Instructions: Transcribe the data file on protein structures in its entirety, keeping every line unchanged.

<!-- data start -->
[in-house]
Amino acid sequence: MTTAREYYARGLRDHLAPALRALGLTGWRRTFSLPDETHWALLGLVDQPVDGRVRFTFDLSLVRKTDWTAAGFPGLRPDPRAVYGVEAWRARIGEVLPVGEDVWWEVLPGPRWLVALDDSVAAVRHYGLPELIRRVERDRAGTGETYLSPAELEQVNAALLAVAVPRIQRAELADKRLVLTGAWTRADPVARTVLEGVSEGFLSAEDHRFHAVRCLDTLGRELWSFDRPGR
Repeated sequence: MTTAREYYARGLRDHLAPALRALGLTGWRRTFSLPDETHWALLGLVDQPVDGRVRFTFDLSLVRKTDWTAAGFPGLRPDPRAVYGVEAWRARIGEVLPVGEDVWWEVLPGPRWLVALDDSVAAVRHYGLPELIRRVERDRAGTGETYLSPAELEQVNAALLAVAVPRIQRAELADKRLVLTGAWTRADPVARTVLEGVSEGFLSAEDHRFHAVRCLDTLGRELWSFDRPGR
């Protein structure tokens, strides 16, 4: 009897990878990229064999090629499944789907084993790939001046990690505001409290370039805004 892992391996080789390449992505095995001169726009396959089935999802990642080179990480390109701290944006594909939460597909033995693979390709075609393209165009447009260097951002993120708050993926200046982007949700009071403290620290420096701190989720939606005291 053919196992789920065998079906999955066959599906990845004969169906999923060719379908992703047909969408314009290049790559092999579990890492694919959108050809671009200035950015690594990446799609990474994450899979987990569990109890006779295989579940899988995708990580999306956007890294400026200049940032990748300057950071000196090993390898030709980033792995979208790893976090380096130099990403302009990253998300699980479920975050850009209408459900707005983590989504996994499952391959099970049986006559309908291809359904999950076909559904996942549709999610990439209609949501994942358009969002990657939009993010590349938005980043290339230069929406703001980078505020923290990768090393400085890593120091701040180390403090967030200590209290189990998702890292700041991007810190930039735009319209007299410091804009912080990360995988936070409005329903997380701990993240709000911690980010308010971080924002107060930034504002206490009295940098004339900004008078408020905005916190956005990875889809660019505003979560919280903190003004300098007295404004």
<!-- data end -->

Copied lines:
[in-house]
Amino acid sequence: MTTAREYYARGLRDHLAPALRALGLTGWRRTFSLPDETHWALLGLVDQPVDGRVRFTFDLSLVRKTDWTAAGFPGLRPDPRAVYGVEAWRARIGEVLPVGEDVWWEVLPGPRWLVALDDSVAAVRHYGLPELIRRVERDRAGTGETYLSPAELEQVNAALLAVAVPRIQRAELADKRLVLTGAWTRADPVARTVLEGVSEGFLSAEDHRFHAVRCLDTLGRELWSFDRPGR
Repeated sequence: MTTAREYYARGLRDHLAPALRALGLTGWRRTFSLPDETHWALLGLVDQPVDGRVRFTFDLSLVRKTDWTAAGFPGLRPDPRAVYGVEAWRARIGEVLPVGEDVWWEVLPGPRWLVALDDSVAAVRHYGLPELIRRVERDRAGTGETYLSPAELEQVNAALLAVAVPRIQRAELADKRLVLTGAWTRADPVARTVLEGVSEGFLSAEDHRFHAVRCLDTLGRELWSFDRPGR
């Protein structure tokens, strides 16, 4: 009897990878990229064999090629499944789907084993790939001046990690505001409290370039805004 892992391996080789390449992505095995001169726009396959089935999802990642080179990480390109701290944006594909939460597909033995693979390709075609393209165009447009260097951002993120708050993926200046982007949700009071403290620290420096701190989720939606005291 053919196992789920065998079906999955066959599906990845004969169906999923060719379908992703047909969408314009290049790559092999579990890492694919959108050809671009200035950015690594990446799609990474994450899979987990569990109890006779295989579940899988995708990580999306956007890294400026200049940032990748300057950071000196090993390898030709980033792995979208790893976090380096130099990403302009990253998300699980479920975050850009209408459900707005983590989504996994499952391959099970049986006559309908291809359904999950076909559904996942549709999610990439209609949501994942358009969002990657939009993010590349938005980043290339230069929406703001980078505020923290990768090393400085890593120091701040180390403090967030200590209290189990998702890292700041991007810190930039735009319209007299410091804009912080990360995988936070409005329903997380701990993240709000911690980010308010971080924002107060930034504002206490009295940098004339900004008078408020905005916190956005990875889809660019505003979560919280903190003004300098007295404004």